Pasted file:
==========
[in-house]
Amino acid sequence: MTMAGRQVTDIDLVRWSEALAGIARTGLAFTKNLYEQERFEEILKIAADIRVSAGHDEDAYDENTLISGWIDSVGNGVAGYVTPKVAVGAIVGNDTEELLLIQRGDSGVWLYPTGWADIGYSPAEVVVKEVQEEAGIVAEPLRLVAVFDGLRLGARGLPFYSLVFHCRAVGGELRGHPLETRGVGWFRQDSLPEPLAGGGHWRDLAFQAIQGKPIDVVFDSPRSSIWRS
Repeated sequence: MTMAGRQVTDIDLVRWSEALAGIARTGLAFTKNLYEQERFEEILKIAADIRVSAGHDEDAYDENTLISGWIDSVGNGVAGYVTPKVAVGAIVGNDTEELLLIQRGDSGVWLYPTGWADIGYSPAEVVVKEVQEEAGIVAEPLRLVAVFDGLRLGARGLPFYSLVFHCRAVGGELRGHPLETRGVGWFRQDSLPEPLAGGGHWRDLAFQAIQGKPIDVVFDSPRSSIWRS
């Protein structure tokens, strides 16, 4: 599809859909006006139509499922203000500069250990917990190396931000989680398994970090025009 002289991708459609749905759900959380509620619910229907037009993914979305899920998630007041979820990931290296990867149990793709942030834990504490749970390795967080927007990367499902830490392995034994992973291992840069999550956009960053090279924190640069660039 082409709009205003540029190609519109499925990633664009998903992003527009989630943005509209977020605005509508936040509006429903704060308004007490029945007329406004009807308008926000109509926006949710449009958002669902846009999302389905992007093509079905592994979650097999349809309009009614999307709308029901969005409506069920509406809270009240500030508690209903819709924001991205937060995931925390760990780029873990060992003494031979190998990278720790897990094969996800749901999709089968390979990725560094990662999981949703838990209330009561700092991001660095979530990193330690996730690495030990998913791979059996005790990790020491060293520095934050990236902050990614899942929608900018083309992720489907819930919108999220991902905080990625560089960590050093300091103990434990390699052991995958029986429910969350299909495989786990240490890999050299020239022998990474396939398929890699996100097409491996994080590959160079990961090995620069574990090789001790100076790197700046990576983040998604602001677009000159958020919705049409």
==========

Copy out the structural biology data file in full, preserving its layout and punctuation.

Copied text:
[in-house]
Amino acid sequence: MTMAGRQVTDIDLVRWSEALAGIARTGLAFTKNLYEQERFEEILKIAADIRVSAGHDEDAYDENTLISGWIDSVGNGVAGYVTPKVAVGAIVGNDTEELLLIQRGDSGVWLYPTGWADIGYSPAEVVVKEVQEEAGIVAEPLRLVAVFDGLRLGARGLPFYSLVFHCRAVGGELRGHPLETRGVGWFRQDSLPEPLAGGGHWRDLAFQAIQGKPIDVVFDSPRSSIWRS
Repeated sequence: MTMAGRQVTDIDLVRWSEALAGIARTGLAFTKNLYEQERFEEILKIAADIRVSAGHDEDAYDENTLISGWIDSVGNGVAGYVTPKVAVGAIVGNDTEELLLIQRGDSGVWLYPTGWADIGYSPAEVVVKEVQEEAGIVAEPLRLVAVFDGLRLGARGLPFYSLVFHCRAVGGELRGHPLETRGVGWFRQDSLPEPLAGGGHWRDLAFQAIQGKPIDVVFDSPRSSIWRS
């Protein structure tokens, strides 16, 4: 599809859909006006139509499922203000500069250990917990190396931000989680398994970090025009 002289991708459609749905759900959380509620619910229907037009993914979305899920998630007041979820990931290296990867149990793709942030834990504490749970390795967080927007990367499902830490392995034994992973291992840069999550956009960053090279924190640069660039 082409709009205003540029190609519109499925990633664009998903992003527009989630943005509209977020605005509508936040509006429903704060308004007490029945007329406004009807308008926000109509926006949710449009958002669902846009999302389905992007093509079905592994979650097999349809309009009614999307709308029901969005409506069920509406809270009240500030508690209903819709924001991205937060995931925390760990780029873990060992003494031979190998990278720790897990094969996800749901999709089968390979990725560094990662999981949703838990209330009561700092991001660095979530990193330690996730690495030990998913791979059996005790990790020491060293520095934050990236902050990614899942929608900018083309992720489907819930919108999220991902905080990625560089960590050093300091103990434990390699052991995958029986429910969350299909495989786990240490890999050299020239022998990474396939398929890699996100097409491996994080590959160079990961090995620069574990090789001790100076790197700046990576983040998604602001677009000159958020919705049409």